What is a collection?
A. A collection might be:
A. No, collection descriptions are particularly useful finding aids to collections of materials where individual items are not listed. Compared with the labour intensive and expensive process of making detailed item level records, the creation of a CLD is an extremely quick, efficient and cost-effective way of making your resources known to a wider audience?
A. There is no minimum level record defined for the RSLP CD schema, however each project/service should consider the level that is relevant to their specific service.
Q. We are planning to design our own template/element set for collection description. Is this appropriate?
A. Decisions about the elements required by individual projects to describe their collections will no doubt be shaped by factors which are specific to their own operating context, or to a particular community or domain. It would be quite unreasonable to expect that every collection description project deployed exactly the same element set and structured their databases in exactly the same way.
However, it is often the case that such collection descriptions form part of a shared resource: even if this is not through an automated process of aggregating records or cross-searching distributed datasets, users will visit individual websites and expect to be able to compare the descriptions of collections from different sources. One of the objectives of encouraging some commonality of approach to resource description is to ensure that the user has some common experience when viewing the results, and a sense of being able to "compare like with like". With this in mind, it is recommended that the schemas/element sets used internally by projects should be "mapped" to more widely deployed/standard schema.
Where a more widely deployed schema or standard does closely meet the requirements of a project's collection description requirements, perhaps with the addition of a number of local "extension" elements to support local requirements or the removal of some optional elements from the standard schema, it is recommended that the project adopts the standard schema directly as the basis of local templates. With this approach, any "mapping" task becomes mainly one of filtering out the local extensions.
A. This is the online location (URL) of an online (digital) collection.
A. If your description is a set of physical items then that collection cannot have an online location, so the locator property is not appropriate in this instance
Q. What if I want to include the URL for the home page of the library or archive where the physical collection is housed?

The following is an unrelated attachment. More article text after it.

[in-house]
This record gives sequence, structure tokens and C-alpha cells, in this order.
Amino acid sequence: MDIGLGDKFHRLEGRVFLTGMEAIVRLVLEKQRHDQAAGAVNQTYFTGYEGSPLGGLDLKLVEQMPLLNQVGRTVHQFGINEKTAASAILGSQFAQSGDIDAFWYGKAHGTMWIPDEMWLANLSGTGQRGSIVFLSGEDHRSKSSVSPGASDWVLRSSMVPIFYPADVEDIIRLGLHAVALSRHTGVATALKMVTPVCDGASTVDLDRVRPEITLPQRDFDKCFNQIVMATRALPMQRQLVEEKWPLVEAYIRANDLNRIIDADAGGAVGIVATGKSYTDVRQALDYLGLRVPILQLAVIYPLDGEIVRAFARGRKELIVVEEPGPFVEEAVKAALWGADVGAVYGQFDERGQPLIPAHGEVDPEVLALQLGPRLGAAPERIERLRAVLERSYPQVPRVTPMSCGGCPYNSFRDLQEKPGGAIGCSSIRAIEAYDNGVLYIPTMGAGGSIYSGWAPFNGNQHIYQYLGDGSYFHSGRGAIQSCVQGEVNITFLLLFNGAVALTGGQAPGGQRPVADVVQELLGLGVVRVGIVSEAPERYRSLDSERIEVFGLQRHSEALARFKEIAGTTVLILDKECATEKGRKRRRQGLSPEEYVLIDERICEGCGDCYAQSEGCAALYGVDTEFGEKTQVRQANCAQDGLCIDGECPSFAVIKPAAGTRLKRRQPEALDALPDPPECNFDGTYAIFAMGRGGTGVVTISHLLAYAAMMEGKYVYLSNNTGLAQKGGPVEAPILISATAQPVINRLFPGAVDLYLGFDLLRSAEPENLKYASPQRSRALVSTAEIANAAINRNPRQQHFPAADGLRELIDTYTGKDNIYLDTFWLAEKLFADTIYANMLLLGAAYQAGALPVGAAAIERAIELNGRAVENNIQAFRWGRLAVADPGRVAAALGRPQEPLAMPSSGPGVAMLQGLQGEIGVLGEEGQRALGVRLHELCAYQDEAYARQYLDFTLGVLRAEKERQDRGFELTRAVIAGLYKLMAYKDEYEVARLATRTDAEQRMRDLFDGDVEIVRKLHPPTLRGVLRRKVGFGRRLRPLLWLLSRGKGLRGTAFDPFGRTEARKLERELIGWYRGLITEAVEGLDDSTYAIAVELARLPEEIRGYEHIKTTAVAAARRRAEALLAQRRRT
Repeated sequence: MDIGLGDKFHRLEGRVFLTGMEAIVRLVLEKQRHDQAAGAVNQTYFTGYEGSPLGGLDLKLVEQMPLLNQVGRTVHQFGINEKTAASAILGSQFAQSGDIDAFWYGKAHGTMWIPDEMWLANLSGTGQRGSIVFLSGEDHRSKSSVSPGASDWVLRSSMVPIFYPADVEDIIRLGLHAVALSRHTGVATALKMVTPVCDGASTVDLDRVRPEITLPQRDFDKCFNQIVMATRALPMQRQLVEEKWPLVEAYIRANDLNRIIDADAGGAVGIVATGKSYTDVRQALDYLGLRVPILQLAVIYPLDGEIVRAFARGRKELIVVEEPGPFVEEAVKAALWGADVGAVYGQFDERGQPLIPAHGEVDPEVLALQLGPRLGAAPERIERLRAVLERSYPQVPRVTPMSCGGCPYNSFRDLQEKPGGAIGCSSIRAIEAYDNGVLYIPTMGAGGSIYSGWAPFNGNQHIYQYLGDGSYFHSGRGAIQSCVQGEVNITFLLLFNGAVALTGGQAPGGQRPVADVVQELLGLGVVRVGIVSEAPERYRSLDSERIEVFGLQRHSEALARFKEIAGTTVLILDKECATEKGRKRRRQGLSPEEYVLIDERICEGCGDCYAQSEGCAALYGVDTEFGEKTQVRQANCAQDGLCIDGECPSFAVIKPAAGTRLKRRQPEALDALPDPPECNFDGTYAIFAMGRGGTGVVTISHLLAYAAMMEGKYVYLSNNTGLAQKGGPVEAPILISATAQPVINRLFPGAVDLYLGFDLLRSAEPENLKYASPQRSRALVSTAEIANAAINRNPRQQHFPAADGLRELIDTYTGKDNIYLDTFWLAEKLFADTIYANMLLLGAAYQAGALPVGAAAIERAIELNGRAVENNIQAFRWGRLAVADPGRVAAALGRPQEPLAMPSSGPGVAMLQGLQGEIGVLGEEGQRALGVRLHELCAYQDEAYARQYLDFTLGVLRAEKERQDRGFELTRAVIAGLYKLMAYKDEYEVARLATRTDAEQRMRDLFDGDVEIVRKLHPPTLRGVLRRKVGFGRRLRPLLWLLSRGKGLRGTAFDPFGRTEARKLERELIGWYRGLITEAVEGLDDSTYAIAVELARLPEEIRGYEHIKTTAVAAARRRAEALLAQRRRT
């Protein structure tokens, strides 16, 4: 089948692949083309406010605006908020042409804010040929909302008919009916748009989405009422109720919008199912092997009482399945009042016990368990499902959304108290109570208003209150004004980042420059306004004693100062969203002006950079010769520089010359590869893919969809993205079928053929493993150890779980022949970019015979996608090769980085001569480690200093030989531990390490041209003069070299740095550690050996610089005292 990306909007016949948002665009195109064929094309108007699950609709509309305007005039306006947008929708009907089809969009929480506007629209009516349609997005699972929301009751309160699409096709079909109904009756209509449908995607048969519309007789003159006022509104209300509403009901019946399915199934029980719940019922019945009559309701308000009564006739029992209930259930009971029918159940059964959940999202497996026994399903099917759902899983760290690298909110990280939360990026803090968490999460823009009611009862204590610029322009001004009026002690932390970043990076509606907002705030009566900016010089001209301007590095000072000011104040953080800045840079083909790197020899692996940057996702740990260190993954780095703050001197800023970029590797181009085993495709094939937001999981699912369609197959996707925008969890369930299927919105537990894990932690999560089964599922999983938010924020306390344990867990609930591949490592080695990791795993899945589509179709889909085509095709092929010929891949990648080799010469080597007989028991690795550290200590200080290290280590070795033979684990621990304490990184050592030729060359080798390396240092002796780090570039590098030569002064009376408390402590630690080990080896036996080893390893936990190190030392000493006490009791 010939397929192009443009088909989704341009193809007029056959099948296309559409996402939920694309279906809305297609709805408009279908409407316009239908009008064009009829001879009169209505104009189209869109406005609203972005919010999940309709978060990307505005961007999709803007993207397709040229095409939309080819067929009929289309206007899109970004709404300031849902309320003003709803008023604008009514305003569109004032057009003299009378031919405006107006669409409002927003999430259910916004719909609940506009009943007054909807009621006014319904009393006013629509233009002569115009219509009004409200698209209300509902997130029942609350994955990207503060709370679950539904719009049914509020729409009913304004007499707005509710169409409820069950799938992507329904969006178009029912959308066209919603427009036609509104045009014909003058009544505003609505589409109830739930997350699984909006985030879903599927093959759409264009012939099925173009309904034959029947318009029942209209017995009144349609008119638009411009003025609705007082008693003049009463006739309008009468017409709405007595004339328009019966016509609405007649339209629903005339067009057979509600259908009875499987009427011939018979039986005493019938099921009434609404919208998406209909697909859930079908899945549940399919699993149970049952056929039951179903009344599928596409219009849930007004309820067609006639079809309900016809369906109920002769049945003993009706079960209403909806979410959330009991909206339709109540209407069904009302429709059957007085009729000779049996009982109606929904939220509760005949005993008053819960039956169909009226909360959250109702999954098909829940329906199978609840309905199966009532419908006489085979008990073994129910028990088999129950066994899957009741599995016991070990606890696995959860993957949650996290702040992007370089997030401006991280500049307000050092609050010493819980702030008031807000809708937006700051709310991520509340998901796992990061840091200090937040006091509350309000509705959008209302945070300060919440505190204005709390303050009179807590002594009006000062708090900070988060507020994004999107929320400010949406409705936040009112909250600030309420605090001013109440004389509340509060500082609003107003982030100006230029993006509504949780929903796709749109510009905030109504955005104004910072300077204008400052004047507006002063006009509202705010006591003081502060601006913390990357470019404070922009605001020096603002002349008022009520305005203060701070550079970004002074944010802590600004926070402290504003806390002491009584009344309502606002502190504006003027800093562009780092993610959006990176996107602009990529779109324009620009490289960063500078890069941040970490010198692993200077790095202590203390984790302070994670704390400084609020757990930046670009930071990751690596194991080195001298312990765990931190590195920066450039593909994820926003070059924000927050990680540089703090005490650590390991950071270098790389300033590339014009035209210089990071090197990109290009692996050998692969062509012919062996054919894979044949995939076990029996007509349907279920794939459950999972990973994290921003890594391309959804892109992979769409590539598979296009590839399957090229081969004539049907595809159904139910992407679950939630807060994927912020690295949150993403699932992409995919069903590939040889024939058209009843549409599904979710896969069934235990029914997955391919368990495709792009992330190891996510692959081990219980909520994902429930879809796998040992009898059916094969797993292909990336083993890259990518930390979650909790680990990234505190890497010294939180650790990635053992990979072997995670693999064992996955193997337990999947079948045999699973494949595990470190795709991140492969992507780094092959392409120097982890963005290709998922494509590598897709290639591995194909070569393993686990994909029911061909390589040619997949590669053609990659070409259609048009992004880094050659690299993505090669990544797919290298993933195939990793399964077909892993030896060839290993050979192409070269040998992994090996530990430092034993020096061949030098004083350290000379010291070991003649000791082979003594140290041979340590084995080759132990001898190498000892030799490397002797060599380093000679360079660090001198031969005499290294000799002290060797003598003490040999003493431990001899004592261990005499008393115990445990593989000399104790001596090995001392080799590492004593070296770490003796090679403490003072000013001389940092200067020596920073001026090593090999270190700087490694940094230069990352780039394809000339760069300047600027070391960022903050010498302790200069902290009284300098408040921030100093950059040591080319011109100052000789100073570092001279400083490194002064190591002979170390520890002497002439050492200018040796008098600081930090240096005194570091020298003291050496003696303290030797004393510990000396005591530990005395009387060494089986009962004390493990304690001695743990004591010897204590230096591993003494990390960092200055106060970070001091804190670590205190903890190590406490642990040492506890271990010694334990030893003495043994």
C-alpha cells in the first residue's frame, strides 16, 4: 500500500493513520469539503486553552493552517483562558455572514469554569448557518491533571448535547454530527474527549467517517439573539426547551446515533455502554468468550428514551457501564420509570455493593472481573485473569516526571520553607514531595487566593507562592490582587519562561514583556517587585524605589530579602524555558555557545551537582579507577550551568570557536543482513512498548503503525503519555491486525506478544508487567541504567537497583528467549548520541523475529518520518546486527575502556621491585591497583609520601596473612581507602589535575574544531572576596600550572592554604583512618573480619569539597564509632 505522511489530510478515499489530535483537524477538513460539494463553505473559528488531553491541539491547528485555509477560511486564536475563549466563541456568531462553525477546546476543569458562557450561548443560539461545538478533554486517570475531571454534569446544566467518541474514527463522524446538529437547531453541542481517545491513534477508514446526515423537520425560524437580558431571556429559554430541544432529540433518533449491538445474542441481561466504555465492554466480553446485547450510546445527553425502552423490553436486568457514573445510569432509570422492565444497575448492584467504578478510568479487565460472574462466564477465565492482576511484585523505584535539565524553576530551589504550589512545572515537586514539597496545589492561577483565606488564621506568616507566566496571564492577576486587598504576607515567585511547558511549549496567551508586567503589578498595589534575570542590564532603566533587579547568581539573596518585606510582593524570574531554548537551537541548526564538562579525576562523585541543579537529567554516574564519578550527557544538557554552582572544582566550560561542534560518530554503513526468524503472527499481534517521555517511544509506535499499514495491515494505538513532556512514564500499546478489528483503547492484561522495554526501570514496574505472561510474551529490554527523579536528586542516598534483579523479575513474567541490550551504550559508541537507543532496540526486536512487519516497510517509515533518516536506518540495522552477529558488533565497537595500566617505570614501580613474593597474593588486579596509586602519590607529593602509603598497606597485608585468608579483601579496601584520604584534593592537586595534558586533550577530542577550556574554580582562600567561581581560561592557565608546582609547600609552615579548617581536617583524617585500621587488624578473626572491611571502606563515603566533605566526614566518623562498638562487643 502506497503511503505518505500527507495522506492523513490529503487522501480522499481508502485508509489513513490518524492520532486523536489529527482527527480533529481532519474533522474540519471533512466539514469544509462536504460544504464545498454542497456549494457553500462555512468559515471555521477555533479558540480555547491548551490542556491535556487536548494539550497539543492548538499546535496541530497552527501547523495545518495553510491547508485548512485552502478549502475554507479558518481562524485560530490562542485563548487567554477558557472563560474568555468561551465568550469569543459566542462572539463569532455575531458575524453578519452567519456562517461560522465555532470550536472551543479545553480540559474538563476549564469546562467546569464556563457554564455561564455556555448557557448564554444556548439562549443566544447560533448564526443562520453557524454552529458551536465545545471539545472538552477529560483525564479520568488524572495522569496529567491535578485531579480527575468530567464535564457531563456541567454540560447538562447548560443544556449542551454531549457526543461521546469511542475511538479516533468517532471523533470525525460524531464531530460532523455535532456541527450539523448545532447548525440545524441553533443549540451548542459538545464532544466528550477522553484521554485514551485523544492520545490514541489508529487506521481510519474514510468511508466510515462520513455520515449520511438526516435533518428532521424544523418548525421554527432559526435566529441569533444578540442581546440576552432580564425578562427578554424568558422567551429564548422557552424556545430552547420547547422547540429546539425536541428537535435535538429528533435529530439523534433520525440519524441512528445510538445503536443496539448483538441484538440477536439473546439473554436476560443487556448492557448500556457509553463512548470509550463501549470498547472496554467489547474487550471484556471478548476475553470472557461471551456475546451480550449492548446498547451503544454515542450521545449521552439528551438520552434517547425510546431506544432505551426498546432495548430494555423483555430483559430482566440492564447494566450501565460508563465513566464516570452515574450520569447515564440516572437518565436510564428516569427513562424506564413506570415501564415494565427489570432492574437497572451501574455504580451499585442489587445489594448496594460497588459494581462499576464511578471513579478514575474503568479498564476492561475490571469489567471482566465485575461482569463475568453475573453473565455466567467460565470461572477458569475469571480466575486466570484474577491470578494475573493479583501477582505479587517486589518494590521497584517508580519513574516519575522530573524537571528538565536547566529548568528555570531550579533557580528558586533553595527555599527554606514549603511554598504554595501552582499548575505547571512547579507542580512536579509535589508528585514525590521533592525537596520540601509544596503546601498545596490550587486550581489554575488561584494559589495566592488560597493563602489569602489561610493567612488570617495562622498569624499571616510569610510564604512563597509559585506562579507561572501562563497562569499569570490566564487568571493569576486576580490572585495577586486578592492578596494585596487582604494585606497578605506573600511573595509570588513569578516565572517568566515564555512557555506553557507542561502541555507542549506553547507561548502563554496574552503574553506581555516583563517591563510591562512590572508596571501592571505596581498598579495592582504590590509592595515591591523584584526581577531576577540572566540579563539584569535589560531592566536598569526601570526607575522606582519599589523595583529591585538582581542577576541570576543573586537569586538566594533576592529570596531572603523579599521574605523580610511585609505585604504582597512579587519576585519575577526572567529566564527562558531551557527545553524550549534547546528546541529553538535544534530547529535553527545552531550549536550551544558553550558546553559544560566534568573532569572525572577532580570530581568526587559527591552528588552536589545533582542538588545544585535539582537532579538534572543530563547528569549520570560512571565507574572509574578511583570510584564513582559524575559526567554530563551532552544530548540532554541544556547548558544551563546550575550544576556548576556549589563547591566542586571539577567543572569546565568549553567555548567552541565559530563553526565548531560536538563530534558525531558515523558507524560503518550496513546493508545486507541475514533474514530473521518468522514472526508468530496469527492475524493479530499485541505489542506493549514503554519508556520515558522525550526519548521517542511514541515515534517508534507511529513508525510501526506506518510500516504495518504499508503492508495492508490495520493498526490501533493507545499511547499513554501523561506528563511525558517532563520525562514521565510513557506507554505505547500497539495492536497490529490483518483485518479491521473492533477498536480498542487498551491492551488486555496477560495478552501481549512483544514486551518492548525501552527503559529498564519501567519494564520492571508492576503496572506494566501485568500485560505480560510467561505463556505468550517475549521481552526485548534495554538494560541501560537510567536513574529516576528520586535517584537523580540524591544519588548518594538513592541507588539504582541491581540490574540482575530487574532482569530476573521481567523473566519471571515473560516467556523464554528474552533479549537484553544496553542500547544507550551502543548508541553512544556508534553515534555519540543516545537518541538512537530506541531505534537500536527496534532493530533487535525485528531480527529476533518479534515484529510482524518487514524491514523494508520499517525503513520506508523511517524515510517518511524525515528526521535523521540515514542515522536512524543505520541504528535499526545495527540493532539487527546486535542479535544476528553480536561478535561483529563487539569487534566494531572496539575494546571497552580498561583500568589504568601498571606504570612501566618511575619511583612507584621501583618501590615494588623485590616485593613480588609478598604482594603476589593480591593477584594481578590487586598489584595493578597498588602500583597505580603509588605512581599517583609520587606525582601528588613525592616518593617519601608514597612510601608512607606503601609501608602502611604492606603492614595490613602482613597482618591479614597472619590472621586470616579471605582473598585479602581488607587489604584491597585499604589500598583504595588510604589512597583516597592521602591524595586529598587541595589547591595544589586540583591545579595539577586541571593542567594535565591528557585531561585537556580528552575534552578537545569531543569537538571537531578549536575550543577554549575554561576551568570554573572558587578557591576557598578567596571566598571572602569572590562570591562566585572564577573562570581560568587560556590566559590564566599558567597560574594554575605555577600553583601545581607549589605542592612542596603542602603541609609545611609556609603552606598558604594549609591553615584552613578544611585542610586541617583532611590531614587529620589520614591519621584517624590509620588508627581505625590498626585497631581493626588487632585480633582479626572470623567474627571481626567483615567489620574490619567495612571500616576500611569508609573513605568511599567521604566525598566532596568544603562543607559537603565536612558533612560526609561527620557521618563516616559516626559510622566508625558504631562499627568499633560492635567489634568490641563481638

A. You could use the attribute cld:seeAlso for the URL of the home page of the library or archive where you're physical collection is situated
A. "Access Control" is a property of the "Collection" and describes access restrictions placed on the collection
A. Different audiences may require a different style or emphasis of descriptive content - therefore the same text content of the CLD will not meet the requirements of, for example an academic researcher and a tourist.
A. Many resources are well known in the scholarly community, to specialists in particular fields and to those who know where to look for references. However, there are many independent researchers, unattached to an academic institution or without easy recourse to a research library, and many more people with legitimate interest who do not know how to go about discovering the whereabouts of resources.
Q. What is the difference between Times (dcq:temporal), Contents Date Range (cld:contentsDateRange) and Accumulation Date Range (cld:accumulationDateRange)?
A. Time (dcq:coverage) is the "temporal coverage" of the items in the collection. "Coverage" is used in the sense it is used in the Dublin Core Metadata Element Set, "The extent or scope of the content of the resource". So in RSLP CD, you might think of it like a "time-period-as-subject" of the collection.
Contents date range (cld:contentsDateRange) is the range of creation dates of the items in the collection.
Accumulation date range (cld:accumulationDateRange) is the range of dates over which the items were brought together as a collection.
Consider a collection of items about the First World War, created during the 1950s, and brought together into a collection in the 1970s. A description of that collection would include: